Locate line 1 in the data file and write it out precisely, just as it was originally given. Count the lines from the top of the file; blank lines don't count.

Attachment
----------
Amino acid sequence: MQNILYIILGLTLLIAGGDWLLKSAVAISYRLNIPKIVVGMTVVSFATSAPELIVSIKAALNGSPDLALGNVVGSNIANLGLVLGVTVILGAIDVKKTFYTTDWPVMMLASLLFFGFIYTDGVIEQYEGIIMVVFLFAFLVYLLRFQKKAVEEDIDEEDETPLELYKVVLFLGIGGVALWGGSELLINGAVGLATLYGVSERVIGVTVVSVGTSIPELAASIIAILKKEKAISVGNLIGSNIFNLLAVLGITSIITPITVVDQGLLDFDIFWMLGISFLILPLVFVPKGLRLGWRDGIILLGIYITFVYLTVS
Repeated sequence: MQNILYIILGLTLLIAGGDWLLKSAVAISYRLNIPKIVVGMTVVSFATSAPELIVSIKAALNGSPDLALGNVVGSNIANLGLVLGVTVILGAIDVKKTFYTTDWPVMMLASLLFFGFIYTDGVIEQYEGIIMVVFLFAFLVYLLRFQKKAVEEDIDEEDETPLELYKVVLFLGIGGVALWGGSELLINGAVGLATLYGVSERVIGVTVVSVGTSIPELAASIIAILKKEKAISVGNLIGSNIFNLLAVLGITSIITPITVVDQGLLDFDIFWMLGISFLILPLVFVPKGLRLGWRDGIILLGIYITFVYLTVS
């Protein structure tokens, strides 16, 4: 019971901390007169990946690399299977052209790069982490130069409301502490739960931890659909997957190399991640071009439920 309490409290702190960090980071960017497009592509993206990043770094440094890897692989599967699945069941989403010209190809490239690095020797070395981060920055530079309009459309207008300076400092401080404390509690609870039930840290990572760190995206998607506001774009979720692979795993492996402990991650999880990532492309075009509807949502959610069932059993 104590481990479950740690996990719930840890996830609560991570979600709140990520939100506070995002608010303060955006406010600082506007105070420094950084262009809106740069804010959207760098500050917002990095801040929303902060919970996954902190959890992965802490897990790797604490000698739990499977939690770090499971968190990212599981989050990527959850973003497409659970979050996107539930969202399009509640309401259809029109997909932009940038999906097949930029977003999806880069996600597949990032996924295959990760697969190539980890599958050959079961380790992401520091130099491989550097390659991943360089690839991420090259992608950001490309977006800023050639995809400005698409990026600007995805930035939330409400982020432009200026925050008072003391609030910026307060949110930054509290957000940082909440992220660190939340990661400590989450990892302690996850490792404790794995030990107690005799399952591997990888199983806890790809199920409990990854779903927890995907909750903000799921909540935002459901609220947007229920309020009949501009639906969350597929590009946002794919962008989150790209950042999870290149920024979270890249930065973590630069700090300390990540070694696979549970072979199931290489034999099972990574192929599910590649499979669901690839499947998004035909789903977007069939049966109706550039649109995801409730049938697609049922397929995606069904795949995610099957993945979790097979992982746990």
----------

Amino acid sequence: MQNILYIILGLTLLIAGGDWLLKSAVAISYRLNIPKIVVGMTVVSFATSAPELIVSIKAALNGSPDLALGNVVGSNIANLGLVLGVTVILGAIDVKKTFYTTDWPVMMLASLLFFGFIYTDGVIEQYEGIIMVVFLFAFLVYLLRFQKKAVEEDIDEEDETPLELYKVVLFLGIGGVALWGGSELLINGAVGLATLYGVSERVIGVTVVSVGTSIPELAASIIAILKKEKAISVGNLIGSNIFNLLAVLGITSIITPITVVDQGLLDFDIFWMLGISFLILPLVFVPKGLRLGWRDGIILLGIYITFVYLTVS